Read, Write, Run, Roam

(Kinda) Church on Sunday: A question about Orthodoxy


I haven’t had much luck photographing churches lately. Most of the churches on our Balkan Bonanza tour didn’t allow photos, and even in London cameras were forbidden in places of worship. Yet there’s one kind of church that I can always photograph, despite the fact that I can’t explain it: the roadside “altars” (shrines?) in the form of a church.

Can anyone explain what these are? Do they mark a site where someone has died? Are they simply a way of expressing religion? Or is there some other explanation? I might write about churches every week, but I must confess my complete ignorance when it comes to these roadside wonders.

They remind me of spirit houses in Thailand, but I’m certain that they don’t play that role in Orthodox Christian nations. I don’t have many photos to show as examples (we’re usually past them before I can whip out my camera) but I do love to look at them. I’ve seen in them in Greece, Macedonia, and occasionally in Serbia. Some have tiny bouquets of flowers or crosses inside. They have a dollhouse quality that I find appealing, though I’m sure they play a more serious role than religious dioramas.

 What do you say, readers? Anyone care to enlighten me on what role these tiny churches play in the Orthodox religion?

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6 responses

  1. VP

    I’d also be really interested to know; I’m not aware of any role they play. They are particularly ubiquitous in Greece, with even two or three at the same place. They are also present in Macedonia, but I don’t think I’ve seen more than a couple in Serbia (where did you see them?).

    Now if you ask me, it’s some sort of Greek thing that’s then spreading to Macedonia. It’s obviously what’s the point of it there – to show that you are Macedonian and not Albanian (see: huge cross in Skopje; I’ve also seen such constructions in Greece and those are definitely NOT in the spirit of orthodoxy).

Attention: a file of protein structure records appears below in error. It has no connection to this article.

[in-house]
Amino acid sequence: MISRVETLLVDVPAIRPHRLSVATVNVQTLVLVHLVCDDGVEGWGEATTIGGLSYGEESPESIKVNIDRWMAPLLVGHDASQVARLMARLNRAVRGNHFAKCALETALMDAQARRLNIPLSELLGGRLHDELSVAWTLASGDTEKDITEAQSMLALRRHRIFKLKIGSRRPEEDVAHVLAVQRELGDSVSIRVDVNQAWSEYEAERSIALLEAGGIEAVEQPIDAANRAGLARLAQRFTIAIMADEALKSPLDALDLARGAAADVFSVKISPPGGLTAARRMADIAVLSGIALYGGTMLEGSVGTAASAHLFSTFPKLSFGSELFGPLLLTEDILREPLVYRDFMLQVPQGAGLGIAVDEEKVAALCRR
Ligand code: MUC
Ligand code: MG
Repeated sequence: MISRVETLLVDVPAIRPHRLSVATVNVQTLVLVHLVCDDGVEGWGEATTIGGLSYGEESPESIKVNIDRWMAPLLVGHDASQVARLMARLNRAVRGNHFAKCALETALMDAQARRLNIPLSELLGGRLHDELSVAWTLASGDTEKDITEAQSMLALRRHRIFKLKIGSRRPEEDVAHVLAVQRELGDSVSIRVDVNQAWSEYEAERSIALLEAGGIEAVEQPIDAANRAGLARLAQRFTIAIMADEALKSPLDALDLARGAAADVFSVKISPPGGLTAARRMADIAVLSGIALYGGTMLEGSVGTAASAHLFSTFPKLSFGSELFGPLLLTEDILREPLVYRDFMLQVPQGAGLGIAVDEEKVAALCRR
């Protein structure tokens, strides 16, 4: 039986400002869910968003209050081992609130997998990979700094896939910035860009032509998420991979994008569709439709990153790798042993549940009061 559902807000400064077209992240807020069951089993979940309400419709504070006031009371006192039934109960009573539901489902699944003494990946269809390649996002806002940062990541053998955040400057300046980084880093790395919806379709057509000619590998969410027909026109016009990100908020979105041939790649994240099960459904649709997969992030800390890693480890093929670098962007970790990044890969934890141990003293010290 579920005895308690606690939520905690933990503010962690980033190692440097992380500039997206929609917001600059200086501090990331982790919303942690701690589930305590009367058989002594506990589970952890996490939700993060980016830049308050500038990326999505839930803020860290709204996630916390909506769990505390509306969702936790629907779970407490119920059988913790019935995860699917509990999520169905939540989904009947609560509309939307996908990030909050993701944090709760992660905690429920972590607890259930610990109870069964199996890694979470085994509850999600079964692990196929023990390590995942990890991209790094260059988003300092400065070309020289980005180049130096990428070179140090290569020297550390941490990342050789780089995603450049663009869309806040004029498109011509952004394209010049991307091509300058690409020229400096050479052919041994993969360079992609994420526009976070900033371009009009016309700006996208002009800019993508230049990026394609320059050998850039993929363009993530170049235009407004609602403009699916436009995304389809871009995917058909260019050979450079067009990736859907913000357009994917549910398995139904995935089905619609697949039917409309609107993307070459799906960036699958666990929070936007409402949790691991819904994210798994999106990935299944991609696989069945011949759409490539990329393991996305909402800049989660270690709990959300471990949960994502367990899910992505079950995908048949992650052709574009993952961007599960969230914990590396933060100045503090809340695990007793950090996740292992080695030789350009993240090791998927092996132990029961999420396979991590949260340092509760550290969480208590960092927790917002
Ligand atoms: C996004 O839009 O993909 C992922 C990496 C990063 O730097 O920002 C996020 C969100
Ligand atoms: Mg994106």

September 25, 2011 at 7:07 pm

  2. I think I’ve seen them in Southern Serbia, which would make sense if your assumption is correct–I guess the Macedonian influence crept over the border. I can’t think of exactly where I’ve seen them in Serbia, and I didn’t know if it was a Serbian Orthodox AND Greek Orthodox “thing.”

    September 25, 2011 at 10:28 pm

  3. Anonymous

    I can tell you why Roman Catholics are doing it, so it might be a same or similar reason.
    In ancient time people believed that witches were gathering and having parties on crossroads where meets three roads.
    Crossroad of four roads create a cross itself, and they believed, cross would stop witches to gather there, so by the crossroads of three roads they would build up a cross.

    September 26, 2011 at 10:37 am

  4. Interesting! I’ve never heard of that explanation, even in Roman Catholic culture. I’ve seen the “churches” on straight highways, but I have also definitely seen them at crossroads.

    September 26, 2011 at 12:41 pm

  5. VP

    I just saw there’s a StackExchange site on Christianity, perhaps you could ask your question there:

    http://christianity.stackexchange.com/

    October 3, 2011 at 11:04 pm

  6. Anonymous

    These little churches on the side of the road unfortunately tell sad stories about someone who has died at that very spot. Usually, there is a picture of the deceased in there with a little candle that is lit by a relative. If you pay more attention to it, you will notice more of them at dangerous turns – serving as a warning sign as well….

    November 11, 2011 at 8:38 pm

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